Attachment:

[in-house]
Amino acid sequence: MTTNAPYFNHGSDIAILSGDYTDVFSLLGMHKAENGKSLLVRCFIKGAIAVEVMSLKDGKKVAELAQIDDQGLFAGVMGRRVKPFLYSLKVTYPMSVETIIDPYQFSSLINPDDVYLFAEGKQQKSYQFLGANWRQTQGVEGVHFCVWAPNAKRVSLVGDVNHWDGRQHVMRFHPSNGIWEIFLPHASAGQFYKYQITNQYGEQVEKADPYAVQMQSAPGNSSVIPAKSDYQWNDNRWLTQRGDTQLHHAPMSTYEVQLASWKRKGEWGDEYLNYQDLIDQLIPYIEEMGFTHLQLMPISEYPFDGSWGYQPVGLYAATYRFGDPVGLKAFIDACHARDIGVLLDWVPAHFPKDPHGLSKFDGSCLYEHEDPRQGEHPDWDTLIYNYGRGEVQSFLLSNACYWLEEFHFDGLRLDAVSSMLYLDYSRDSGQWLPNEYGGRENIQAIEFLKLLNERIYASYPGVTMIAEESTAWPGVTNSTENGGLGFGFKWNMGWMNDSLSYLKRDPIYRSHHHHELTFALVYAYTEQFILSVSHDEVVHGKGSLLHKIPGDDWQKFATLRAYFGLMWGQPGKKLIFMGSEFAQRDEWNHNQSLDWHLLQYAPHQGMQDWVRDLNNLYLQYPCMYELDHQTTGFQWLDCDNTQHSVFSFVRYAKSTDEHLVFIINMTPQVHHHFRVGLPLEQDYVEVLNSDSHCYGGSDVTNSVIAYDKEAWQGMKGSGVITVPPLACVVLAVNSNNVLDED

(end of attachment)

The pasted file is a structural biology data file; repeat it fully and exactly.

[in-house]
Amino acid sequence: MTTNAPYFNHGSDIAILSGDYTDVFSLLGMHKAENGKSLLVRCFIKGAIAVEVMSLKDGKKVAELAQIDDQGLFAGVMGRRVKPFLYSLKVTYPMSVETIIDPYQFSSLINPDDVYLFAEGKQQKSYQFLGANWRQTQGVEGVHFCVWAPNAKRVSLVGDVNHWDGRQHVMRFHPSNGIWEIFLPHASAGQFYKYQITNQYGEQVEKADPYAVQMQSAPGNSSVIPAKSDYQWNDNRWLTQRGDTQLHHAPMSTYEVQLASWKRKGEWGDEYLNYQDLIDQLIPYIEEMGFTHLQLMPISEYPFDGSWGYQPVGLYAATYRFGDPVGLKAFIDACHARDIGVLLDWVPAHFPKDPHGLSKFDGSCLYEHEDPRQGEHPDWDTLIYNYGRGEVQSFLLSNACYWLEEFHFDGLRLDAVSSMLYLDYSRDSGQWLPNEYGGRENIQAIEFLKLLNERIYASYPGVTMIAEESTAWPGVTNSTENGGLGFGFKWNMGWMNDSLSYLKRDPIYRSHHHHELTFALVYAYTEQFILSVSHDEVVHGKGSLLHKIPGDDWQKFATLRAYFGLMWGQPGKKLIFMGSEFAQRDEWNHNQSLDWHLLQYAPHQGMQDWVRDLNNLYLQYPCMYELDHQTTGFQWLDCDNTQHSVFSFVRYAKSTDEHLVFIINMTPQVHHHFRVGLPLEQDYVEVLNSDSHCYGGSDVTNSVIAYDKEAWQGMKGSGVITVPPLACVVLAVNSNNVLDED